Agriculture
Chicken Eggs as Drug Factories
Treating peanut allergy bit by bit
Cleaning Up Fish Farms
Amphibians
Poison Dart Frogs
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Toads
Animals
Little Beetle, Big Horns
Mouse Songs
Ant Invasions Change the Rules
Behavior
Memory by Hypnosis
Listening to Birdsong
The Other Side of the Zoo Fence
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Doves
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Chemistry and Materials
A Diamond Polish for Ancient Tools
Sticky Silky Feet
Diamond Glow
Computers
Hitting the redo button on evolution
Computers with Attitude
Supersonic Splash
Dinosaurs and Fossils
An Ancient Feathered Biplane
Dino Flesh from Fossil Bone
Some Dinos Dined on Grass
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2014 GSAT Results for Jamaican Kids
E Learning in Jamaica WIN PRIZES and try our Fun Animated Games
Results of GSAT are in schools this week
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Slower Growth, Greater Warmth
Ice Age Melting and Rising Seas
Weird, new ant
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The Best Defense Is a Good Snow Fence
Seabirds Deliver Arctic Pollutants
Hazy with a Chance of Sunshine
Finding the Past
The Puzzle of Ancient Mariners
Childhood's Long History
Prehistoric Trips to the Dentist
Fish
Saltwater Fish
Skates
A Jellyfish's Blurry View
Food and Nutrition
Allergies: From Bee Stings to Peanuts
The mercury in that tuna
Chocolate Rules
GSAT English Rules
Order of Adjectives
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Who vs. Whom
GSAT Exam Preparation Jamaica
GSAT Exam Preparation
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Prime Time for Cicadas
Math of the World
It's a Math World for Animals
Human Body
Nature's Medicines
Music in the Brain
A Long Haul
Invertebrates
Daddy Long Legs
Invertebrates
Arachnids
Mammals
Rottweilers
Bison
Whales
Parents
How children learn
The Surprising Meaning and Benefits of Nursery Rhymes
Children and Media
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Echoes of a Stretched Egg
Project Music
Thinner Air, Less Splatter
Plants
Pumping Up Poison Ivy
Surprise Visitor
Stalking Plants by Scent
Reptiles
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Reptiles
Sea Turtles
Space and Astronomy
Pluto's New Moons
Melting Snow on Mars
Saturn's New Moons
Technology and Engineering
Bionic Bacteria
A Micro-Dose of Your Own Medicine
Are Propellers Fin-ished?
The Parts of Speech
Problems with Prepositions
What is a Noun
Adjectives and Adverbs
Transportation
Robots on a Rocky Road
Robots on the Road, Again
Ready, unplug, drive
Weather
Science loses out when ice caps melt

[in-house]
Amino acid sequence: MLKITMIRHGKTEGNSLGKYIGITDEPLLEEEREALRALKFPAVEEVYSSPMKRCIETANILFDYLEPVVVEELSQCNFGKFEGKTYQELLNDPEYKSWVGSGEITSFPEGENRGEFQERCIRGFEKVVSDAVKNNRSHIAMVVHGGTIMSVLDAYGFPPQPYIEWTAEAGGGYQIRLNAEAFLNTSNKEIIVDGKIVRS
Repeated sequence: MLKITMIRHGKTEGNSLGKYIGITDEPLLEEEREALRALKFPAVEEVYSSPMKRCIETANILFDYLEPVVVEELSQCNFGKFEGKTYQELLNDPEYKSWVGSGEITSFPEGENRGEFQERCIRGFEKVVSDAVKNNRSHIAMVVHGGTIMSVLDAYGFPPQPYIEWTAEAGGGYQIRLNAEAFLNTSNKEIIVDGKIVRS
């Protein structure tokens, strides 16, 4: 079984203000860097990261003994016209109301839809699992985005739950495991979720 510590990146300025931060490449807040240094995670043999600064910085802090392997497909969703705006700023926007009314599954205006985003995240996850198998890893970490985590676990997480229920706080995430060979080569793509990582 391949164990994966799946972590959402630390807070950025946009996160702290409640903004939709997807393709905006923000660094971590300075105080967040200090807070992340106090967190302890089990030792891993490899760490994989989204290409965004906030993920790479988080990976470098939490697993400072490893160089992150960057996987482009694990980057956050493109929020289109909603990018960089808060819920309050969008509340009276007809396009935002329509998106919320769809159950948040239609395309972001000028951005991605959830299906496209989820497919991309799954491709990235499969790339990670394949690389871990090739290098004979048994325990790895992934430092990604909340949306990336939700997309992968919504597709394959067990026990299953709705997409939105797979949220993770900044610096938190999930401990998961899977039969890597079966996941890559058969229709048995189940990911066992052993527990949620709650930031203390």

A Change in Climate
The solar system's biggest junkyard
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Nonstop Robot

In some of the scariest science fiction scenarios, evil robots refuse to die, no matter how fiercely people fight back. Now, science fiction has edged into science fact. For the first time, researchers have created a robotic machine that can take a beating and keep on trucking. Developed by scientists from Cornell University and the University of Vermont, the new robot looks like a spider with four legs. Until now, even the most advanced robot was almost certain to break down when damaged. That's because its internal computer simply doesn't know how to operate the machine after its shape has changed. To get around this problem, the spidery robot's developers equipped their invention with eight motors and two sensors that read how the machine is tilting. The motors and sensors all provide electrical signals to the machine's software. Using this information, the system follows a new procedure to figure out the machine's shape at any given moment. The program chooses from among 100,000 possible arrangements of parts. From there, the computer considers a wide variety of possible next steps, and it calculates how best to move the robot forward the longest possible distance, before trying to move again. The new strategy is a major advance in robotics, scientists say, and it's far from scary. The technology may someday help researchers create better artificial limbs that give new freedom to people who lack arms and legs. The new knowledge might also help scientists understand how people and animals figure out their own sense of place in space. "Designing robots that can adapt to changing environments and can compensate for damage has been a difficult problem," says neuroscientist Olaf Sporns of Indiana University in Bloomington. "This work provides a new way toward solving this important problem."E. Sohn

Nonstop Robot
Nonstop Robot








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